Failed Fan: 1973 Mercury Cougar XR7 – Sold?

by | Sep 2021 | Classifinds, Malaise Monday

October 10, 2021 Update – We just confirmed the listing for this “Classifind” expired, so with no replacement found we’re assuming this ride “Sold?” While this one got away, please reach out either by email or call us directly if you’d like to be informed when we come across something similar.

September 9, 2021 Update – We just confirmed the private seller of this ’73 Cougar we first featured in July just posted a fresh listing relying on the same pictures, description, and asking price from last month.

August 10, 2021 Update – We uncovered a fresh listing for this nicely optioned ’73 Cougar we first featured in July 2021. The seller continues to ask for the revised price of $15,000.

July 18, 2021 Update – As we were preparing our latest Malaise Monday features, we confirmed the private seller of this Cougar XR7 just lowered their asking price from $16,100 to $15,000.

1973 proved to be the final year of the Mustang-derived Cougar before Mercury executives elected to use the brand name on an LTD variant the following year as a personal luxury offering.  We’re big fans of the more upscale XR7 versions and this green over dark tan example originally listed in September 2021 on Craigslist in Walnutport, Pennsylvania (Allentown) is one of the prettier examples we’ve found in a long time. Reported to be a 75K unmolested survivor, the current caretaker currently has it offered for $15,000 (down from $16,100 originally). Comparing that price against the Collector Car Market Review Online Tool confirms the private seller has their XR7 priced one hundred dollars less than this guide’s #1 “Excellent” estimate of $16,200.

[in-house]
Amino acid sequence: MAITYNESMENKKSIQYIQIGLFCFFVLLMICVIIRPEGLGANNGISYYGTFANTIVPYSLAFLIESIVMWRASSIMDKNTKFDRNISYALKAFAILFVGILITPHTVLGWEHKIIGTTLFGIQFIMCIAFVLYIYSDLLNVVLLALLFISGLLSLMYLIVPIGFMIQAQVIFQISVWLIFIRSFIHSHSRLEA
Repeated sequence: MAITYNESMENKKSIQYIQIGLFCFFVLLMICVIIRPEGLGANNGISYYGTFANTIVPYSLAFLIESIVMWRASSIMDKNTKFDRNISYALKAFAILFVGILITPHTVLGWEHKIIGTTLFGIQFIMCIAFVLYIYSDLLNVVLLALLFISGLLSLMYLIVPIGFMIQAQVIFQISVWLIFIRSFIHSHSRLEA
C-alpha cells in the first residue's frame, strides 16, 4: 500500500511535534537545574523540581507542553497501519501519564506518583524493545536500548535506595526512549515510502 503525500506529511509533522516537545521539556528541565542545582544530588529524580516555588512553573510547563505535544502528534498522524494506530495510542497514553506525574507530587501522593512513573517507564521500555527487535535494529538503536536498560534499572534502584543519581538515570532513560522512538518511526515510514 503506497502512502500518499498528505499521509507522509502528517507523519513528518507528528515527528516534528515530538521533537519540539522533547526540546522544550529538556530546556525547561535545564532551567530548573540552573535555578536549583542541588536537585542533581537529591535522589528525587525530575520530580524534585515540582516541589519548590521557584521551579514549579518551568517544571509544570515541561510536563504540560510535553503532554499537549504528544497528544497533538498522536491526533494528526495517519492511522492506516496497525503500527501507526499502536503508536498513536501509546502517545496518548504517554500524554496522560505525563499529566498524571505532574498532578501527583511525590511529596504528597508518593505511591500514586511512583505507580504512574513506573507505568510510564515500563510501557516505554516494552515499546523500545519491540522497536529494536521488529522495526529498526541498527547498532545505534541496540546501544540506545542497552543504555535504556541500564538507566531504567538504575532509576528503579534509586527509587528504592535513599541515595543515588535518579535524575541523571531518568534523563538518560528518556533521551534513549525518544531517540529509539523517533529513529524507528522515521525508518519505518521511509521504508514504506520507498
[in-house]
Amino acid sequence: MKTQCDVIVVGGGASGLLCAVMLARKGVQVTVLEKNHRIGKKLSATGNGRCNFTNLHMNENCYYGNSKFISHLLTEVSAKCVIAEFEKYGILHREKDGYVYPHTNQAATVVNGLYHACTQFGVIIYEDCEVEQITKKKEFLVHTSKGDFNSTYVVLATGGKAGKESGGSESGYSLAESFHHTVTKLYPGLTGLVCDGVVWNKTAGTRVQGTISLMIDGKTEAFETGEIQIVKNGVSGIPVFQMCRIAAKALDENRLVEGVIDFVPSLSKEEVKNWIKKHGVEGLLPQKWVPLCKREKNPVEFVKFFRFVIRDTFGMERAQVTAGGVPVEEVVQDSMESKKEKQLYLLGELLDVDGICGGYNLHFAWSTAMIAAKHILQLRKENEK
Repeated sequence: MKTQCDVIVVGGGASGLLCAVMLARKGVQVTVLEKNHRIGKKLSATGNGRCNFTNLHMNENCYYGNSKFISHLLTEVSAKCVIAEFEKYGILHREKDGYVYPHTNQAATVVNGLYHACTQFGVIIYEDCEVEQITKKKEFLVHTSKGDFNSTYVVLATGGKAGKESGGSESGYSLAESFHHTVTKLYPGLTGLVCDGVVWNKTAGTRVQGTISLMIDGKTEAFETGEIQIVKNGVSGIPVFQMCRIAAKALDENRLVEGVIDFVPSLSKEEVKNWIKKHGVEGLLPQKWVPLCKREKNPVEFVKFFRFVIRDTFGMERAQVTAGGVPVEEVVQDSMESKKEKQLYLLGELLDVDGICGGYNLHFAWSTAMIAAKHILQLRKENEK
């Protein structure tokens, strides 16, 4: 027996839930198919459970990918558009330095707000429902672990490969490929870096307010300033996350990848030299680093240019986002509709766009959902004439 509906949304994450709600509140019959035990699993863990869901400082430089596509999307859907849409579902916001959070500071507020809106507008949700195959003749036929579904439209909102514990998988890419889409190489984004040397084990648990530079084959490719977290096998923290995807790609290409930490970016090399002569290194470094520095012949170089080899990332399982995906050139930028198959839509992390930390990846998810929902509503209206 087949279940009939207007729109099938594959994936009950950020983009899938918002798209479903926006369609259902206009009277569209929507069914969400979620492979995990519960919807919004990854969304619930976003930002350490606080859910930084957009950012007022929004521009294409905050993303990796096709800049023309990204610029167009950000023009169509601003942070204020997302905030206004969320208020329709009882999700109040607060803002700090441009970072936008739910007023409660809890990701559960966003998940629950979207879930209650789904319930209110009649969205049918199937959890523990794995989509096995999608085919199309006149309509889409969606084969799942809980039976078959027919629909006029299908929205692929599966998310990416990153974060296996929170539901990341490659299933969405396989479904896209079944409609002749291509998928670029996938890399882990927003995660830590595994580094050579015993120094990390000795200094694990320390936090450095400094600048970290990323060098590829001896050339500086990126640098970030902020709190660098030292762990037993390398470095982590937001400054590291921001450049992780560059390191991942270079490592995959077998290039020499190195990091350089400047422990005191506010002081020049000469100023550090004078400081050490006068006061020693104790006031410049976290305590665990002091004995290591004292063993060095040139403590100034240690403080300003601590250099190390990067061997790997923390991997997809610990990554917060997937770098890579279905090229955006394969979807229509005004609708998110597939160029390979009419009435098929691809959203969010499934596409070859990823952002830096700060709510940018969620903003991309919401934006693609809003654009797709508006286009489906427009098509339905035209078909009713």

Building on a successful launch of the first-generation car in 1967, For 1971, Lincoln-Mercury released the second-generation Mercury Cougar. Seeking more direct competition for the model line, the division largely benchmarked the Cougar against the numerous GM A-body coupes, placing the Cougar in competition with the Oldsmobile Cutlass Supreme. While again sharing much of its bodyshell with the Ford Mustang, the Cougar began to transition away from its role as a “plush pony car”, deriving aspects from both sports cars and luxury cars. Similar in size and performance, the Cougar overshadowed the Mercury Cyclone intermediate coupe, leading Mercury to phase out the latter model line during 1972. Slightly smaller than the 1964 Mustang, the imported Capri (not officially badged as a Mercury) began to succeed the Cougar within Lincoln-Mercury as the division’s sporty car.

We love the classic color combination and depending on how hard it is to get to the part, we would try to replace the car’s expired fan motor as soon as possible so that we could enjoy cruising in this car for the remainder of the summer and into fall.

Here’s the seller’s description:

“*Offers Considered*
1973 Cougar XR7
75000 miles
A Survivor car, in near original configuration.
XR7 pkg with the badging, upgraded dash, leather interior, console, and clock.
351Clevland with a 2 barrel.
Automatic C6 and a posi rear.
All unmolested and intact, only maintenance items replaced and front left fender.
It has factory AC, but the fan motor in the dash is shot.
You can see the hub caps are still there and I have some new wheel well trim.

Show or go: what would you do with this Cougar survivor?  Comment below and let us know!


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